Guatemala's new law designed to stop people purchasing antibiotics without a prescription — coming into effect this week — is problematic on so many levels for me.
The country has no real equivalent to the National Health Service in the UK, so any dictat that prevents people of limited means from accessing these medicines, especially in an emergency, without a prior visit to a doctor is bound to result in unnecessary additional suffering, if not fatalities.
Once my mother passed eighty she tended to suffer from recurring bacterial infections. She had private medical insurance and was hospitalised each time this happened. This was absurd, but she would have been in a real pickle if she didn't have an easy option.
The law here seems to have a blanket effect. Yet like almost all laws here (viz plastic bags) it is bound not to be enforced with anything like fairness or consistency.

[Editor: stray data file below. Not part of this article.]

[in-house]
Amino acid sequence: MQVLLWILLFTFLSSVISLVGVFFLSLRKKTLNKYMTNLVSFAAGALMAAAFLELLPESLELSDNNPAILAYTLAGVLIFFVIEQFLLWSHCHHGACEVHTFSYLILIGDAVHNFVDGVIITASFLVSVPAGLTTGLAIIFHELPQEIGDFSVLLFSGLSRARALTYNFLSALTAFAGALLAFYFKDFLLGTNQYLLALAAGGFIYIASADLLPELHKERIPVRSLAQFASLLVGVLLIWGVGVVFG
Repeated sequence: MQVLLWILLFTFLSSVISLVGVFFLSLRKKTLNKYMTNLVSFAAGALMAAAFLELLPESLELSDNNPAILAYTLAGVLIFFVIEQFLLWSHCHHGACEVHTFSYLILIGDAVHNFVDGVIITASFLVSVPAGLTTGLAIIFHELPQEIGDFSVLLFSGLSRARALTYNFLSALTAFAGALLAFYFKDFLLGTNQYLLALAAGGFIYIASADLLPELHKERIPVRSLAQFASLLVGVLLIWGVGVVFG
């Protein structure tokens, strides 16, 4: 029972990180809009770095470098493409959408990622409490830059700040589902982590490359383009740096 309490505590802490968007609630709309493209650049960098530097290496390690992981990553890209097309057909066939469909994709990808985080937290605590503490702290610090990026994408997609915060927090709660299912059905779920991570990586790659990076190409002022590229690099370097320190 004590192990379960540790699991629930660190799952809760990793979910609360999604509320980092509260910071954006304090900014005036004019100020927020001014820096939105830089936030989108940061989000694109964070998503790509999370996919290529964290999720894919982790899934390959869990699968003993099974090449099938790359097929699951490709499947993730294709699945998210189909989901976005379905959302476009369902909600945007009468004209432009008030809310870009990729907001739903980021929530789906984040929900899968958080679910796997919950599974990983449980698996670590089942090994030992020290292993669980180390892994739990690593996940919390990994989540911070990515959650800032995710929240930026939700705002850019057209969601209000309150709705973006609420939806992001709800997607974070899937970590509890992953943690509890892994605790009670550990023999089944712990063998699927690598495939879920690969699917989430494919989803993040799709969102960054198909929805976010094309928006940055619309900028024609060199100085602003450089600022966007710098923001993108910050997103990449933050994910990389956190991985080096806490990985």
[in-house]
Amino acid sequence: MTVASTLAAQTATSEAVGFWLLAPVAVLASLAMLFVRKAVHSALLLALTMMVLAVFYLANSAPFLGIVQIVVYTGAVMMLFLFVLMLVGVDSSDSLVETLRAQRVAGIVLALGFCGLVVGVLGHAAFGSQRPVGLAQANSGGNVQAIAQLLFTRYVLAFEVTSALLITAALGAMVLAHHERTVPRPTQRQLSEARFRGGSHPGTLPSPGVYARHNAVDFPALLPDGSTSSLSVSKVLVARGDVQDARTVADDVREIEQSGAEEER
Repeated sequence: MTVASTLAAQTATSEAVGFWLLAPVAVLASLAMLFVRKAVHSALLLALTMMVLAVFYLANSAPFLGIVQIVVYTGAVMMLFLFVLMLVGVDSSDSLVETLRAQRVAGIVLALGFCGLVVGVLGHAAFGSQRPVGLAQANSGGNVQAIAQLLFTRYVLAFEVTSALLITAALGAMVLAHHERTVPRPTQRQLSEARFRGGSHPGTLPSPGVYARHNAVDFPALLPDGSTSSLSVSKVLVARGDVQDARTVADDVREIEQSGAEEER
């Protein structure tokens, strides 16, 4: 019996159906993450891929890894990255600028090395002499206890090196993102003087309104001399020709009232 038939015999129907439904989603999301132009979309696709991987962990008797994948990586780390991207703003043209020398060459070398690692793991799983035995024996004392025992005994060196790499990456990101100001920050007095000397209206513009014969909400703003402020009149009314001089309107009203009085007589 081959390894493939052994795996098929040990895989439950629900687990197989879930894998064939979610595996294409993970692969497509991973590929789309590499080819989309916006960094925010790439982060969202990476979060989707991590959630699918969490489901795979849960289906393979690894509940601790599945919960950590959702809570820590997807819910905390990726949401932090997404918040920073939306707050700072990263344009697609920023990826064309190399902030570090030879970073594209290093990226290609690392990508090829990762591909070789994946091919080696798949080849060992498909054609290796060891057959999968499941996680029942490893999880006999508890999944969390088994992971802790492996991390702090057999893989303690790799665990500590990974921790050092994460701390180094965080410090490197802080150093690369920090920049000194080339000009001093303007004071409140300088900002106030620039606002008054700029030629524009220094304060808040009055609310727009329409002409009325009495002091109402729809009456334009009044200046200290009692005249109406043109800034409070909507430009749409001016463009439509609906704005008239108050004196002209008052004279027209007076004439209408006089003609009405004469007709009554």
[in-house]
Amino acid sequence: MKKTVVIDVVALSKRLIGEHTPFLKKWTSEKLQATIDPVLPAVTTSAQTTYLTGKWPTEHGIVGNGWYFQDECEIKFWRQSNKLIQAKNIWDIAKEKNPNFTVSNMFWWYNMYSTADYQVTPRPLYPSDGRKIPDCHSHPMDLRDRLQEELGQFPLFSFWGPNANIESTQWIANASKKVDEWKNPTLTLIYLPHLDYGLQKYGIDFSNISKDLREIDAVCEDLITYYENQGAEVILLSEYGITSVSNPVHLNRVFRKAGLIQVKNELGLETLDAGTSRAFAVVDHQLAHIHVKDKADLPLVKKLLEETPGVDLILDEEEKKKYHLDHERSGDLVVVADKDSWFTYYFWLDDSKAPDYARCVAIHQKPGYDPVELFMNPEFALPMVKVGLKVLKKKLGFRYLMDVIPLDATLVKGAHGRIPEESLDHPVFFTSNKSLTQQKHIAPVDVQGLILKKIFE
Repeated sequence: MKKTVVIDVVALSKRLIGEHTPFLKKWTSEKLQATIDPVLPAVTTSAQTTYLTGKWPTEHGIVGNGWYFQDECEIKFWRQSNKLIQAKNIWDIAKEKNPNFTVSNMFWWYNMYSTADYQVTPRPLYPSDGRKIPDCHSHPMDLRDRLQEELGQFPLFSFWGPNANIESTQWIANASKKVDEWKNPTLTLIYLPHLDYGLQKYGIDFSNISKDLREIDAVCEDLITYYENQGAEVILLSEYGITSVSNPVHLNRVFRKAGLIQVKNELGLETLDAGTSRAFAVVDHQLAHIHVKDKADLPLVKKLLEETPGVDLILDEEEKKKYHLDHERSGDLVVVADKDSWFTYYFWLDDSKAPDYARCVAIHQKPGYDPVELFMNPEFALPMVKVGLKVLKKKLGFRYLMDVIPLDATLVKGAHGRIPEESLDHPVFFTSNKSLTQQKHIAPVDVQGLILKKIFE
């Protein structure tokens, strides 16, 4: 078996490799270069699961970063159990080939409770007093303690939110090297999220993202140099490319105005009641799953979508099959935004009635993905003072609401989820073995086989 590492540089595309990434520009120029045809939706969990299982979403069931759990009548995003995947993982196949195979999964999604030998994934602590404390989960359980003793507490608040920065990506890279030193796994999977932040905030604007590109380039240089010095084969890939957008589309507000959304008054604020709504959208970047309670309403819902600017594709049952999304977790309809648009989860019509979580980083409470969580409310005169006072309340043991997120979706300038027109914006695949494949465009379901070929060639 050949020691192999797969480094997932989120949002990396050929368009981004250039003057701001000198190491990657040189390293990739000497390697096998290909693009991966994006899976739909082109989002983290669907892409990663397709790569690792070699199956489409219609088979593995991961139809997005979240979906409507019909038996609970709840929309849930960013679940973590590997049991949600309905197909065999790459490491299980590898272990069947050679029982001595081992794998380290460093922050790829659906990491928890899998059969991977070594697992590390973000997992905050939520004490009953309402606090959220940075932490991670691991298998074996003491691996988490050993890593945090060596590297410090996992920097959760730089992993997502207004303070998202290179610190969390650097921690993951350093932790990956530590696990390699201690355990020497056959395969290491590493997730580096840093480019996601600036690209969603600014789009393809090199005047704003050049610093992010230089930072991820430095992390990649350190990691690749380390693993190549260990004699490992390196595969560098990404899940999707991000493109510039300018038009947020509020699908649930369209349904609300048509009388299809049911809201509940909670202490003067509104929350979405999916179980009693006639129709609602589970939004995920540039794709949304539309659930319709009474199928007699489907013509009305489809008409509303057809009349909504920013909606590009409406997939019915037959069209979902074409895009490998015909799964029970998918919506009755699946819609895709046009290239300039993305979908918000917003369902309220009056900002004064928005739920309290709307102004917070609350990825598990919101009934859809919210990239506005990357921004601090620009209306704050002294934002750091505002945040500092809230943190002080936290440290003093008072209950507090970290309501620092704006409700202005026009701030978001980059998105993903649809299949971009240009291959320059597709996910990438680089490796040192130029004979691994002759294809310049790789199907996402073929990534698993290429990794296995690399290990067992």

What of really handy treatments for people (women in particular) with occasional urinary tract infections such as one-shot fosfomycin?
After the first receta surely they should be allowed to repeat on their own discretion? Or maybe certain medications should be excluded from the provision?
And then what of people with pets? When Osli was nearing the end his skin cancer resulted in infections which I was treating regularly with amoxycilin. A vet would have had him put him down immediately. Part of the problem was the way the original outbreak was handled with an operation. (Clavi used to suffer from regular urinary tract infections until I discovered the curative powers of apple cider vinegar.)
But cats and dogs are always picking up minor infections and transporting them to and from the vet is sometimes more irksome than the equivalent effort for humans.
Pharmacists can surely be trained to function as gatekeepers, excluding those who'd self-heal a sniffle with penicillin.
And just how is one to stockpile for the zombie apocalypse...!